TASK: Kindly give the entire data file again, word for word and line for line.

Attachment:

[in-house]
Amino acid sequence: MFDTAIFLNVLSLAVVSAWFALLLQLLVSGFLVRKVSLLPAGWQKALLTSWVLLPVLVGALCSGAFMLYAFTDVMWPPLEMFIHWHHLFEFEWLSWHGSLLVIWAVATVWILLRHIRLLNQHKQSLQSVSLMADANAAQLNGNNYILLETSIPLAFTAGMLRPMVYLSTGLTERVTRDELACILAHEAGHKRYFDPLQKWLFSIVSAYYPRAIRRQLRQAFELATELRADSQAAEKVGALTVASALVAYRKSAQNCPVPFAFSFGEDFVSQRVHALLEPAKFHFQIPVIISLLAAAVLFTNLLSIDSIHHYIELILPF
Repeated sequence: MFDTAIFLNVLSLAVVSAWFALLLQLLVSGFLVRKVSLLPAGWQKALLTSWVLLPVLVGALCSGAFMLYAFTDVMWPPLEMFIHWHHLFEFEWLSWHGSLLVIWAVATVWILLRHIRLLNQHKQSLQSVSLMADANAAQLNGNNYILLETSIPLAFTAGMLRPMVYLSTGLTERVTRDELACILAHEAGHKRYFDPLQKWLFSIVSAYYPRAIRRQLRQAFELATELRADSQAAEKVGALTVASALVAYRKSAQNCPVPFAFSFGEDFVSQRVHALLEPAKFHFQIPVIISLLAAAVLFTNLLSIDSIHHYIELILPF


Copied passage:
[in-house]
Amino acid sequence: MFDTAIFLNVLSLAVVSAWFALLLQLLVSGFLVRKVSLLPAGWQKALLTSWVLLPVLVGALCSGAFMLYAFTDVMWPPLEMFIHWHHLFEFEWLSWHGSLLVIWAVATVWILLRHIRLLNQHKQSLQSVSLMADANAAQLNGNNYILLETSIPLAFTAGMLRPMVYLSTGLTERVTRDELACILAHEAGHKRYFDPLQKWLFSIVSAYYPRAIRRQLRQAFELATELRADSQAAEKVGALTVASALVAYRKSAQNCPVPFAFSFGEDFVSQRVHALLEPAKFHFQIPVIISLLAAAVLFTNLLSIDSIHHYIELILPF
Repeated sequence: MFDTAIFLNVLSLAVVSAWFALLLQLLVSGFLVRKVSLLPAGWQKALLTSWVLLPVLVGALCSGAFMLYAFTDVMWPPLEMFIHWHHLFEFEWLSWHGSLLVIWAVATVWILLRHIRLLNQHKQSLQSVSLMADANAAQLNGNNYILLETSIPLAFTAGMLRPMVYLSTGLTERVTRDELACILAHEAGHKRYFDPLQKWLFSIVSAYYPRAIRRQLRQAFELATELRADSQAAEKVGALTVASALVAYRKSAQNCPVPFAFSFGEDFVSQRVHALLEPAKFHFQIPVIISLLAAAVLFTNLLSIDSIHHYIELILPF